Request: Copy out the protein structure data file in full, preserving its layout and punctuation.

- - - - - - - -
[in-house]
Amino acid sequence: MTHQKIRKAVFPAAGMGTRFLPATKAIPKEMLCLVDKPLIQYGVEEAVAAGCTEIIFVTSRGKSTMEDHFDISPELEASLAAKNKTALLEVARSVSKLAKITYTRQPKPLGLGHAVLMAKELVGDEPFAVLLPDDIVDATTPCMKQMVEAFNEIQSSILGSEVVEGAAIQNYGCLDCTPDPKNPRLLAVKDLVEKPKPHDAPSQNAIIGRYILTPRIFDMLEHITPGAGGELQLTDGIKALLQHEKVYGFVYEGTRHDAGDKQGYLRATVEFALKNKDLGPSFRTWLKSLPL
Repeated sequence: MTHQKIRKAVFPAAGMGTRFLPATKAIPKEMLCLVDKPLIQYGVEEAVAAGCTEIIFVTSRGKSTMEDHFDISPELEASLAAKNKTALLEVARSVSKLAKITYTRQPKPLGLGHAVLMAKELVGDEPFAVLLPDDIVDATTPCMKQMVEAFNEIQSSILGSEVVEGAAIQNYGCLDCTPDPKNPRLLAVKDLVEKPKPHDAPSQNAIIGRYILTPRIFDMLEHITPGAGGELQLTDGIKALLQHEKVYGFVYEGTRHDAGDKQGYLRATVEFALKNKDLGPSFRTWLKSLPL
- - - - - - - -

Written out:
[in-house]
Amino acid sequence: MTHQKIRKAVFPAAGMGTRFLPATKAIPKEMLCLVDKPLIQYGVEEAVAAGCTEIIFVTSRGKSTMEDHFDISPELEASLAAKNKTALLEVARSVSKLAKITYTRQPKPLGLGHAVLMAKELVGDEPFAVLLPDDIVDATTPCMKQMVEAFNEIQSSILGSEVVEGAAIQNYGCLDCTPDPKNPRLLAVKDLVEKPKPHDAPSQNAIIGRYILTPRIFDMLEHITPGAGGELQLTDGIKALLQHEKVYGFVYEGTRHDAGDKQGYLRATVEFALKNKDLGPSFRTWLKSLPL
Repeated sequence: MTHQKIRKAVFPAAGMGTRFLPATKAIPKEMLCLVDKPLIQYGVEEAVAAGCTEIIFVTSRGKSTMEDHFDISPELEASLAAKNKTALLEVARSVSKLAKITYTRQPKPLGLGHAVLMAKELVGDEPFAVLLPDDIVDATTPCMKQMVEAFNEIQSSILGSEVVEGAAIQNYGCLDCTPDPKNPRLLAVKDLVEKPKPHDAPSQNAIIGRYILTPRIFDMLEHITPGAGGELQLTDGIKALLQHEKVYGFVYEGTRHDAGDKQGYLRATVEFALKNKDLGPSFRTWLKSLPL